Places of Pilgrimage

 

 

Pilgrimage, or ziyaret, is of a great importance in the perpetuation of Yezidi religion. As has been said above, Yezidism is an oral religion, with no texts, formal doctrine, theology or religious education, therefore ritual plays a paramount part in keeping alive religion and community spirit. Pilgrimage to holy places and the accompanying rituals thus play an important role. According to the 1782 Petition, it is the duty of each Yezidi to visit the Holy Valley of Lalish, where the graves of Sheikh Adi and other Angels are to be found, once a year.

 

                             

 

(Due to the distance separating many Yezidi settlements from Lalish this could have hardly been the actual practice, though the yearly Autumn festival at Lalish today attracts great crowds, and visit to Lalish is seen as something akin to visit to Mecca among Muslims.) Traditionally Yezidi ziyaret places are often to be found near springs or trees considered holy. Tying rags to sacred trees to bring blessing and have wished fulfilled, a practice known throughout the region, can also be found among the Yezidis.

 

                                     

 

In some of these places Yezidi shrines, qobs, are built. In Iraq these shrines typically display conical spires, which make Yezidi holy places instantly distinguishable.

 

        

 

           

 

 Other distinguishing features of these qobs are the painting of black snake next to the door, gazelle horns, and round, ball-like stones.

 

                       

 

These latter are in some case used for semi-magical purports, like in the village of Mem Shivan (part of the collective village of Khanke), where next to the qob Sheikh Adi young girls aspiring for matrimony in that year have to balance a number of stone balls on top of each other.

 

                                                   

 

Some of the shrines house tombs of khas, or incarnated angelic beings. These tombs are covered by sacred cloth. Tying knots on the cloth covering the tombs of the Angels at the Shrine of Sheikh Adi in Lalish, while untying knots made by earlier pilgrims is believed to bring about the fulfilment of wishes (i.e. the wish of the pilgrim whose knot is untied.)

 

                                              

 

Each of the Seven Angels has a piece of silk of a different colour covering his tomb in Lalish, which represents him, and once a year, during the Autumn Asssembly, these pieces have to be baptised in the White Spring, the sacred spring, covered by a spire-topped qob, where Yezidi children are also baptized.

                    

       

 

Sheikh Adi’s Throne, a wooden contraption covered by red silk and believed to have served as the seat of Sheikh Adi, is also baptized in the White Spring as the closing ritual of the Assembly. As touching the Throne is believed to bring blessing, Yezidis jostle to get near it during the procession to the spring.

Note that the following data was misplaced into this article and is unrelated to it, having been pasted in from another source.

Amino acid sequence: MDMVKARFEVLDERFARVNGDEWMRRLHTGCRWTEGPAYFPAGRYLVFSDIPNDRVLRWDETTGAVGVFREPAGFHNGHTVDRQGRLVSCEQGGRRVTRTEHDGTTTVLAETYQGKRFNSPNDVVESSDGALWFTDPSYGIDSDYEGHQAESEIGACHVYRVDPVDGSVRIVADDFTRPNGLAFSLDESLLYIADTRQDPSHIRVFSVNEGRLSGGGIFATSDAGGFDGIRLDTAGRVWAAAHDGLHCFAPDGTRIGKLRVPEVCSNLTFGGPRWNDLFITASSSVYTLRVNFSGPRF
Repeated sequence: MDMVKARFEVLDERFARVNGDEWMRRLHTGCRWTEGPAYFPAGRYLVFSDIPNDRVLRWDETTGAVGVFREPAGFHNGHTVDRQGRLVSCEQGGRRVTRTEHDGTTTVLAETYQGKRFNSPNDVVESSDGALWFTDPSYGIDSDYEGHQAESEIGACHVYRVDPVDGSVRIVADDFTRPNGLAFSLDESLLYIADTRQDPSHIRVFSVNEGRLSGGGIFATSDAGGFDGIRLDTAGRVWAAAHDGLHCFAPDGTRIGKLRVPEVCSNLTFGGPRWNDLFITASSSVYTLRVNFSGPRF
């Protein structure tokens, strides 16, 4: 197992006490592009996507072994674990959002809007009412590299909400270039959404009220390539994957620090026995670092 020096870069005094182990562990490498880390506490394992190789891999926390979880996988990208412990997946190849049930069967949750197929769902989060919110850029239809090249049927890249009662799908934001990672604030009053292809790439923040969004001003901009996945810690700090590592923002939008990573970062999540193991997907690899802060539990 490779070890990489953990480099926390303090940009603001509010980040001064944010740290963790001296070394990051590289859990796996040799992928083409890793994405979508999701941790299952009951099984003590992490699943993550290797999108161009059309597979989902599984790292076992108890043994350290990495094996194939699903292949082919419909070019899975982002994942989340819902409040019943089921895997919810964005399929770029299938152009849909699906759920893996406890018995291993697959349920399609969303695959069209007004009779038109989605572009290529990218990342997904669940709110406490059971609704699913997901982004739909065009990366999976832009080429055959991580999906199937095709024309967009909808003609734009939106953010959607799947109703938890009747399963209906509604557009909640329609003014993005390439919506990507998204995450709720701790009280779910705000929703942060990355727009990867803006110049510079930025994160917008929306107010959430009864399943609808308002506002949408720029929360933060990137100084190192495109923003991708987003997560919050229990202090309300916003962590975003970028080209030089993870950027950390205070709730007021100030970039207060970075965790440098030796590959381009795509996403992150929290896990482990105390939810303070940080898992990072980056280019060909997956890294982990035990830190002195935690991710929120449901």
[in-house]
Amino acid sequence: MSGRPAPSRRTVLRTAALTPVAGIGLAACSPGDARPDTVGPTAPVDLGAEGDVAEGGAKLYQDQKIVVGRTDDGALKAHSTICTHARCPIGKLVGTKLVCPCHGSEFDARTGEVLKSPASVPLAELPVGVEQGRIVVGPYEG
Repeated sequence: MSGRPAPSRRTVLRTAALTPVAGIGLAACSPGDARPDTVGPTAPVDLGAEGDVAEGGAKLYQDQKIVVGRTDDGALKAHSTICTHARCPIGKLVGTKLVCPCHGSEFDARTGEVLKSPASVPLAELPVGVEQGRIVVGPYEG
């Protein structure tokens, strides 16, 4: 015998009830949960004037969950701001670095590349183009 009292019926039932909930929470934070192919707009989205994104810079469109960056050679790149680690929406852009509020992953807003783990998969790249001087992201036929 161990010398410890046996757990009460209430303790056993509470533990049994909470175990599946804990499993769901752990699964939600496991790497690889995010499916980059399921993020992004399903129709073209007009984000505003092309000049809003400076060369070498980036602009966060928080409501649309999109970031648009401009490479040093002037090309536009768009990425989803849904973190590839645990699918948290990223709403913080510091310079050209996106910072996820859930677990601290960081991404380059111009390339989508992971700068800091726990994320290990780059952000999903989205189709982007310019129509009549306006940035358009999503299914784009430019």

At other shrines a strip torn from the (green) cloth covering the tomb of the saint and tied about the supplicant’s wrist is believed to cure illness - a practice shared by the Muslims of the region.

 

                                                     

 

Yet at other shrines soil taken from the shrine and smeared on body-parts is believed to achieve the same result. Beside the specific healing attributes of certain shrines, the soil of the qobs is generally believed to possess some sanctity of its own. During tiwafs, that is the feast of the guardian angel of a qob, the guardian of the shrine anoints the pilgrims with sacred water and soil taken from the shrine.

 

                                      

 

Nishans (signs) are small white stone-like objects, erected to commemorate the less important khas.

 

                               

 

It is not only the tombs of the khas that are a focus of rituals. At the dawn of New Year (celebrated on the first Wednesday of April – according to the Seleucid calendar), before festivities begin, women gather in the cemeteries for ritual mourning accompanied by the qewwals and their sacred instruments. They lay pots containing holiday food on the graves and after the ritual mourning accompanied by sacred music is completed, this food is consumed in the cemetery as a sort of communal meal with the departed. The graves are also decorated with painted eggs and a red flower that can be found only in April.

 

                                    

 

The painted eggs are said to symbolise the process of creation as recounted by Yezidi myth: how the white pearl containing God burst apart producing many colours, and also how the barren earth came to be covered by vegetation, grass, trees and flowers of many colours after heavenly Lalish, the throne of God, came down on earth on the first Wednesday of April.

 

                           

 

The red flowers are collected in the fields on the previous day, and are laid on the graves, and even more importantly are pasted above the doorway of every Yezidi house.

 

                         

 

They say that the peacock Angel recognises his people by these flowers, which are supposed to stay there until the next New Year.

Fire, considered a sacred element, also plays an important part in Yezidi rituals, like the New Year, or the Evening Dance (Sema Evarî), performed by the religious leaders.. In Lalish, the Holy Valley, fires are lit every evening with the help of sacred oil coming from special olive groves.

 

                                        

                    

 

Content:

 

The Yezidis of Iraq

 

           Introduction

           The Sanjak of the Peacock Angel

           The Black Snake

           Nishans (Signs)

           Ritual Items of Clothing

           Places of Pilgrimage

 

The Yezidis of Armenia

Selected Bibliography on the Yezidis